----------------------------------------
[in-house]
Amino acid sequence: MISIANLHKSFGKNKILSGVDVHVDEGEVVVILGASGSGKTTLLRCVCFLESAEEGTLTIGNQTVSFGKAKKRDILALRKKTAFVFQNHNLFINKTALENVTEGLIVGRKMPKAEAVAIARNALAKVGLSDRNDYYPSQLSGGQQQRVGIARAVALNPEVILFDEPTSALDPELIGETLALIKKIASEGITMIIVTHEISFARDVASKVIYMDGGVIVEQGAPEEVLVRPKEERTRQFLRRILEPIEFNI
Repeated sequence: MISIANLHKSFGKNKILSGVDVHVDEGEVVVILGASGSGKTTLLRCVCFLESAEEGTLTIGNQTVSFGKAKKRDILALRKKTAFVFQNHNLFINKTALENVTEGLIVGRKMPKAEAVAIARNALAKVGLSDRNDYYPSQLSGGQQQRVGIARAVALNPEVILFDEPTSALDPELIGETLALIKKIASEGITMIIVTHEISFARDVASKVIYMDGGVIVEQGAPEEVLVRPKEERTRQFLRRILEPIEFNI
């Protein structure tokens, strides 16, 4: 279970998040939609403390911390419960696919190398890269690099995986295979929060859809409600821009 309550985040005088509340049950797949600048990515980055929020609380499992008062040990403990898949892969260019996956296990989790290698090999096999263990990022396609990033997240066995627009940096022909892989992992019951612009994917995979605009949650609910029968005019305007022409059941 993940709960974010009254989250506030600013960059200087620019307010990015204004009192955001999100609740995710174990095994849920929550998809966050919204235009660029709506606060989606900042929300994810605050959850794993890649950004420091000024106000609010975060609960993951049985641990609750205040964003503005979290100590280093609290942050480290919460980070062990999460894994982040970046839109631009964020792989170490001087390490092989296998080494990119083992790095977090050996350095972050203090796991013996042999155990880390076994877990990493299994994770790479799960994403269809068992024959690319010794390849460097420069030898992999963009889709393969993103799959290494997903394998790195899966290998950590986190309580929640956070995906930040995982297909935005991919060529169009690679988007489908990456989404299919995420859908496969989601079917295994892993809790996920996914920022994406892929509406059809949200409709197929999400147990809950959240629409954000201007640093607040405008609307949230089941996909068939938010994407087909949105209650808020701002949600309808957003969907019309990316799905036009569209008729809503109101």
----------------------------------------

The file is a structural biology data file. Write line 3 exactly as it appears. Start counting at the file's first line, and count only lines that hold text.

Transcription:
Repeated sequence: MISIANLHKSFGKNKILSGVDVHVDEGEVVVILGASGSGKTTLLRCVCFLESAEEGTLTIGNQTVSFGKAKKRDILALRKKTAFVFQNHNLFINKTALENVTEGLIVGRKMPKAEAVAIARNALAKVGLSDRNDYYPSQLSGGQQQRVGIARAVALNPEVILFDEPTSALDPELIGETLALIKKIASEGITMIIVTHEISFARDVASKVIYMDGGVIVEQGAPEEVLVRPKEERTRQFLRRILEPIEFNI